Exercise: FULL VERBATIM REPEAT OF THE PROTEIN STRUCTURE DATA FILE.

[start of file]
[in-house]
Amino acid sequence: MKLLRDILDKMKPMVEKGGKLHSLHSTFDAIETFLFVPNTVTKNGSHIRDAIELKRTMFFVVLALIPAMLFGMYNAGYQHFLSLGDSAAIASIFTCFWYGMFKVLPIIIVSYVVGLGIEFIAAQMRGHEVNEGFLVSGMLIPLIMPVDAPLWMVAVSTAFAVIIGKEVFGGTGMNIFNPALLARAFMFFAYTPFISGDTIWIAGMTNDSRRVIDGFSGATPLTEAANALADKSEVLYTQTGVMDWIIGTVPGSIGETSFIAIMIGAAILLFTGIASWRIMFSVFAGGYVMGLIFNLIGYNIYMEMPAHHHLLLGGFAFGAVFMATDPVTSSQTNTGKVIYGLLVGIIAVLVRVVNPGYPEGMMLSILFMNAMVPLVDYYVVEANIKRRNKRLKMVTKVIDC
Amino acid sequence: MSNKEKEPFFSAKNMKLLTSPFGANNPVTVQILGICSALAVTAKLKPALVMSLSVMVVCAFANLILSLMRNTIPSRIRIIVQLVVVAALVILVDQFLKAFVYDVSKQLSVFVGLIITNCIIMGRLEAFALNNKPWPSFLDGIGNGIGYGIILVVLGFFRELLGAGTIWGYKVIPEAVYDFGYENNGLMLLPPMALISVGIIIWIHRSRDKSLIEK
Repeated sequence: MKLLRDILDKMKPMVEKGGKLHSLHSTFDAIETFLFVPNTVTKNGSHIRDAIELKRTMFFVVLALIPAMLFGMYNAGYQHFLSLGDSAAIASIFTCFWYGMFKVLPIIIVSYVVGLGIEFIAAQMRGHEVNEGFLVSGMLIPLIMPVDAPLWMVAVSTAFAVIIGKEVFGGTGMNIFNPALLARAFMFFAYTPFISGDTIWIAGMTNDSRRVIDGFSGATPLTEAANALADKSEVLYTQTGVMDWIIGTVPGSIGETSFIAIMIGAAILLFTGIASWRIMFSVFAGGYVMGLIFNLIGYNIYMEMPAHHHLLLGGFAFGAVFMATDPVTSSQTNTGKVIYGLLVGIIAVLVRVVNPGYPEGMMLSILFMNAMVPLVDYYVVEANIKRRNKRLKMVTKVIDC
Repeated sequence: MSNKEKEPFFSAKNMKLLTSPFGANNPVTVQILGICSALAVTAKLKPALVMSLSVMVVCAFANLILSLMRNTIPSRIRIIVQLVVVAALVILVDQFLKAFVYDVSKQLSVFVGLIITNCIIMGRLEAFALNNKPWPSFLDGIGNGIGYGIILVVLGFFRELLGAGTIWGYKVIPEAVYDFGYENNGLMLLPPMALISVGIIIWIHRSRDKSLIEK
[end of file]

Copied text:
[in-house]
Amino acid sequence: MKLLRDILDKMKPMVEKGGKLHSLHSTFDAIETFLFVPNTVTKNGSHIRDAIELKRTMFFVVLALIPAMLFGMYNAGYQHFLSLGDSAAIASIFTCFWYGMFKVLPIIIVSYVVGLGIEFIAAQMRGHEVNEGFLVSGMLIPLIMPVDAPLWMVAVSTAFAVIIGKEVFGGTGMNIFNPALLARAFMFFAYTPFISGDTIWIAGMTNDSRRVIDGFSGATPLTEAANALADKSEVLYTQTGVMDWIIGTVPGSIGETSFIAIMIGAAILLFTGIASWRIMFSVFAGGYVMGLIFNLIGYNIYMEMPAHHHLLLGGFAFGAVFMATDPVTSSQTNTGKVIYGLLVGIIAVLVRVVNPGYPEGMMLSILFMNAMVPLVDYYVVEANIKRRNKRLKMVTKVIDC
Amino acid sequence: MSNKEKEPFFSAKNMKLLTSPFGANNPVTVQILGICSALAVTAKLKPALVMSLSVMVVCAFANLILSLMRNTIPSRIRIIVQLVVVAALVILVDQFLKAFVYDVSKQLSVFVGLIITNCIIMGRLEAFALNNKPWPSFLDGIGNGIGYGIILVVLGFFRELLGAGTIWGYKVIPEAVYDFGYENNGLMLLPPMALISVGIIIWIHRSRDKSLIEK
Repeated sequence: MKLLRDILDKMKPMVEKGGKLHSLHSTFDAIETFLFVPNTVTKNGSHIRDAIELKRTMFFVVLALIPAMLFGMYNAGYQHFLSLGDSAAIASIFTCFWYGMFKVLPIIIVSYVVGLGIEFIAAQMRGHEVNEGFLVSGMLIPLIMPVDAPLWMVAVSTAFAVIIGKEVFGGTGMNIFNPALLARAFMFFAYTPFISGDTIWIAGMTNDSRRVIDGFSGATPLTEAANALADKSEVLYTQTGVMDWIIGTVPGSIGETSFIAIMIGAAILLFTGIASWRIMFSVFAGGYVMGLIFNLIGYNIYMEMPAHHHLLLGGFAFGAVFMATDPVTSSQTNTGKVIYGLLVGIIAVLVRVVNPGYPEGMMLSILFMNAMVPLVDYYVVEANIKRRNKRLKMVTKVIDC
Repeated sequence: MSNKEKEPFFSAKNMKLLTSPFGANNPVTVQILGICSALAVTAKLKPALVMSLSVMVVCAFANLILSLMRNTIPSRIRIIVQLVVVAALVILVDQFLKAFVYDVSKQLSVFVGLIITNCIIMGRLEAFALNNKPWPSFLDGIGNGIGYGIILVVLGFFRELLGAGTIWGYKVIPEAVYDFGYENNGLMLLPPMALISVGIIIWIHRSRDKSLIEK